Papers appeal hearing closure

Published 10:27 pm Monday, December 19, 2016

Attorneys for two newspapers have filed a joint appeal of a decision made by a Suffolk judge last week to bar the media from attending a preliminary hearing in the case of a state delegate charged with several felonies.

The Daily Press and the Virginian-Pilot on Friday filed the appeal of the decision made by Juvenile and Domestic Relations Court Judge Robert Brewbaker.

Brewbaker denied entry into the courtroom to at least five media outlets — which also included the Suffolk News-Herald, the Smithfield Times and WAVY-TV10 — during the hearing last Thursday in the case against Delegate Richard Lee “Rick” Morris.

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Morris was charged with seven felonies and seven misdemeanors stemming from alleged abuse of his wife and an adolescent child in the home. Thirteen of the charges were dismissed or not prosecuted during the hearing, leaving one felony charge moving forward.

Three warrants Morris had taken out against his wife, Kathryn Morris, following his arrest also were not prosecuted during the hearing.

Johan Conrod, an attorney with Kaufman & Canoles who represents the Daily Press, said Monday that the hearing was a serious public concern.

“The defendant is a member of the General Assembly,” he said. “For that reason among others, this is an issue of serious public concern.”

Conrod said a state code statute, 16.1-302, provides that juvenile court proceedings involving adult defendants are supposed to be open.

If the court does close a hearing, it has to provide a written statement of its reasons and pursue alternatives to full closure, such as keeping the name of any juvenile witnesses sealed while allowing other coverage.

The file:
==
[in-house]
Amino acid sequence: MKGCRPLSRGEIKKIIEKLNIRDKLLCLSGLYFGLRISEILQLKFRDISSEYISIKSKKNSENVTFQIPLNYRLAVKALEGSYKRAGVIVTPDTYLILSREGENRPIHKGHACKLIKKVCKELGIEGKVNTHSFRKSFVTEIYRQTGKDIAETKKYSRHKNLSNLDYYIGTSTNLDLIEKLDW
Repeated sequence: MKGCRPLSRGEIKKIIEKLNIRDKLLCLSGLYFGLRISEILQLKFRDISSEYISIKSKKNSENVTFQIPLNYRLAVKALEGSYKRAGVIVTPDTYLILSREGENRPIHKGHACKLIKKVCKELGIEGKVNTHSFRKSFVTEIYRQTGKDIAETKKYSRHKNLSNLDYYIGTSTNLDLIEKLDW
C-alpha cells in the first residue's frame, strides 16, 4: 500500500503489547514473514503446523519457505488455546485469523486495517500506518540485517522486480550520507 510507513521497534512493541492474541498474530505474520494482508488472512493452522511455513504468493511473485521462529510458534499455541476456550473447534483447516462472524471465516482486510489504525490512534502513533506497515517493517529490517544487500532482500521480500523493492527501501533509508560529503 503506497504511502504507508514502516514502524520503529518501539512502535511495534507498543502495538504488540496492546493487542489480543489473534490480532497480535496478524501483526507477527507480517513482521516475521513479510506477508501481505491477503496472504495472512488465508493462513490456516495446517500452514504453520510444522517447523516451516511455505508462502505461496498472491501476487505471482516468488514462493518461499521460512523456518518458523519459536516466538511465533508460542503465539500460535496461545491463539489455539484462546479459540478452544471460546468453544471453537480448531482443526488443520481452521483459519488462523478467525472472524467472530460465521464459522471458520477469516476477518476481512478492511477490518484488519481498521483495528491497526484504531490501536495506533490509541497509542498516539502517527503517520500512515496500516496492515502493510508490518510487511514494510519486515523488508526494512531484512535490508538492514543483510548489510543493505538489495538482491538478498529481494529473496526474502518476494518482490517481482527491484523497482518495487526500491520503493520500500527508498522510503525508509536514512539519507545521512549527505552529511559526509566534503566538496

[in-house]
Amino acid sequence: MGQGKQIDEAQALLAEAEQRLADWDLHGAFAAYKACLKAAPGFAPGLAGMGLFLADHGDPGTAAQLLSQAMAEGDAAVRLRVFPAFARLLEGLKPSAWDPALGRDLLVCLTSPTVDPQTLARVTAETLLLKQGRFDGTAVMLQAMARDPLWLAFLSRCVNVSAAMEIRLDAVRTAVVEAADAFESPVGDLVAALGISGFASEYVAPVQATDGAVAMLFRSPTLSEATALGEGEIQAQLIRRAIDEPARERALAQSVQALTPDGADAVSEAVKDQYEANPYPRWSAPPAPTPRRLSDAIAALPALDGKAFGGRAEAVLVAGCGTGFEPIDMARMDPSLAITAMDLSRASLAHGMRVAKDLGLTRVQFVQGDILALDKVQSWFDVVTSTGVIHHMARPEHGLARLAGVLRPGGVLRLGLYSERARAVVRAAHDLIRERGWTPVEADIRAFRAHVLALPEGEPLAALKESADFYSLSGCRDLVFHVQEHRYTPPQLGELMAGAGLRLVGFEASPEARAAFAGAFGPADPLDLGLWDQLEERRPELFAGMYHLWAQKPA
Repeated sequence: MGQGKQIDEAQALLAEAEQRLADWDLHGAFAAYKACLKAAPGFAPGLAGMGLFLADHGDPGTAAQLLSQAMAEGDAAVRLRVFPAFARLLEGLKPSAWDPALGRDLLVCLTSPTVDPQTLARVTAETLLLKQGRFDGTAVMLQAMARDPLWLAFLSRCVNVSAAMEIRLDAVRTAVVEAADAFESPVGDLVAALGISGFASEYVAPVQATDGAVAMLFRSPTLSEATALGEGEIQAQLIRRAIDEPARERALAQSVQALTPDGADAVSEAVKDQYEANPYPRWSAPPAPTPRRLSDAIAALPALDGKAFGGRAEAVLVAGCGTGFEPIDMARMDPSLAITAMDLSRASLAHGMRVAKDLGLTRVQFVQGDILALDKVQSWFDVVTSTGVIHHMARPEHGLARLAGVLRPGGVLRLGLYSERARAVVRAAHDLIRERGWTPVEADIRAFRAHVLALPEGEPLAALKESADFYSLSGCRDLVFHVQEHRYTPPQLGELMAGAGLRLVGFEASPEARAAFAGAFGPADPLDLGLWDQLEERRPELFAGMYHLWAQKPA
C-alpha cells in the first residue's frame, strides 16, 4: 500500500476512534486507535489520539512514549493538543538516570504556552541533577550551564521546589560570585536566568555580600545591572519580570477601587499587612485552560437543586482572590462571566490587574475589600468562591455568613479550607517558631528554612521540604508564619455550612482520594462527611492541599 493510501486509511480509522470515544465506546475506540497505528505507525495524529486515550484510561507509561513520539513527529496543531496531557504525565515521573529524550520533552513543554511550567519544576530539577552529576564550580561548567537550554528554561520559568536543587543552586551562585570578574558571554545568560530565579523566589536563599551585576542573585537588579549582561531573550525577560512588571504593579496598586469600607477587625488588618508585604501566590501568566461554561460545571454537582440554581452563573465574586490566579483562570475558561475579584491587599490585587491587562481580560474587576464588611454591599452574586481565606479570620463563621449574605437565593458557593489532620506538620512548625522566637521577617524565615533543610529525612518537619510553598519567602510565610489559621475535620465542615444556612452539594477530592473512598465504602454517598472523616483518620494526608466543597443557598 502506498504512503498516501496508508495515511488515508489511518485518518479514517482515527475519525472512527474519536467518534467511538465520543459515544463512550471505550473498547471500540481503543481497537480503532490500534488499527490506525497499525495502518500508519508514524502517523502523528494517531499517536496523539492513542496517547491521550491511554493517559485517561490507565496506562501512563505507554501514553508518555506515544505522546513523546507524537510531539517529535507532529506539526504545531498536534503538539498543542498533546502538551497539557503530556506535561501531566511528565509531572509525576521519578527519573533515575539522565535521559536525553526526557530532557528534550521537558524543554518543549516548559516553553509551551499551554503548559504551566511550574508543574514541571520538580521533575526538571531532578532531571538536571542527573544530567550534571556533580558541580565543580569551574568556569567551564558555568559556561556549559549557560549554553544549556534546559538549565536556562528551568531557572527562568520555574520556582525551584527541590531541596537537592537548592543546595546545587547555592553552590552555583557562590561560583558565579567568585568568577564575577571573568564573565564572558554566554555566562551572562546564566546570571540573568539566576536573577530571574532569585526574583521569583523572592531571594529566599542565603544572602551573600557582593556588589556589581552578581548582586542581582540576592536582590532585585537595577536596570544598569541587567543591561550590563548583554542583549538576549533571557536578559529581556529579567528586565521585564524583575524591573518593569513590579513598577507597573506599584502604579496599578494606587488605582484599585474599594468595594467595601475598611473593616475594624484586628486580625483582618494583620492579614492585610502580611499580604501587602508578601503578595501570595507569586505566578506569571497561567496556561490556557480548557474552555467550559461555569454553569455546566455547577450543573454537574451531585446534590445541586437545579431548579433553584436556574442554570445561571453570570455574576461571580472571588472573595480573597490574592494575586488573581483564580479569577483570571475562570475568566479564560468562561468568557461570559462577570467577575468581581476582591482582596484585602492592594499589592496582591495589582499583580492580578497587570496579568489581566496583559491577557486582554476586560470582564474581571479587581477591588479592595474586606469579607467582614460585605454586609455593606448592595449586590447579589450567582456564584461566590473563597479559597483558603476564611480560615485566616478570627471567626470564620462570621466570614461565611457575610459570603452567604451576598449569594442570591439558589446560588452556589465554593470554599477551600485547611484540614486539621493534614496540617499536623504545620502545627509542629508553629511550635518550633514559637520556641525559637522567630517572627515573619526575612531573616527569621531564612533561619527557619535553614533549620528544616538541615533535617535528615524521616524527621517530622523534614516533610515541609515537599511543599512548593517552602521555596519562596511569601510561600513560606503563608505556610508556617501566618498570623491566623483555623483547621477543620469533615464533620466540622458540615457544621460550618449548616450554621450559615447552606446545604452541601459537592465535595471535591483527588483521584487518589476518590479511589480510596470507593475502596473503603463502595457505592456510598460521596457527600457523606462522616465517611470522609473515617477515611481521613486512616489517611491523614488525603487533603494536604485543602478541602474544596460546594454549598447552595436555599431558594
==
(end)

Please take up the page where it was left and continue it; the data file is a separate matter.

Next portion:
Brewbaker stated in his order that attorneys for both sides in the hearing objected to media being present because the key witness was a child. Even the hearing regarding whether media would be allowed was closed.

Conrod also said the judge erred by allowing a member of the public to sit in on the hearing, but not the media.

“The media is the public — it’s the eyes and ears of the public,” Conrod said. “There’s a pretty established body of case law that says you cannot make that distinction between members of the public and members of the media.”

Conrod went to the courthouse after the media was barred and attempted to gain access to the hearing, he said. A bailiff told him to leave. After about an hour, he was granted access to the judge and had the chance to argue the media’s case. Brewbaker asked about which code section he was referencing but ultimately didn’t budge, Conrod said.

“There is some balancing that needs to happen, but there’s a process and a procedure that also has to happen whereby that balancing is done appropriately,” Conrod said. There may be concern about the privacy of the child, but “there are ways to address those concerns short of closing the entire hearing to any media coverage,” Conrod said.

The closure of the hearing can’t be undone, but Conrod said the attorneys will attempt to get the transcript released and ensure access in the future.

“We want to make sure there’s access to further proceedings in this particular case and we want to make sure going forward these kinds of concerns, not just in this case but in future cases, are addressed so we can minimize these kinds of closures,” Conrod said.

Meanwhile, Morris issued a statement on Monday in which he expressed gratitude to supporters and well-wishers.

“This is the first step on the road to vindication,” he said.

The two-page statement gives Morris’ version of what happened during the court proceeding. He said he paid for a court reporter to attend and transcribe the hearing.

On Monday, Morris said he would like to release the transcript but wants to make sure doing so won’t run afoul of the judge’s order.

He also lamented that “there’s a lot more to this than what the media has been reporting,” despite the fact his attorney argued to close Thursday’s hearing to the media.

“Again, I thank all those who’ve expressed their well-wishes and prayers, and I will continue to defend myself from these false accusations until the sole remaining charge is dismissed as well,” he said.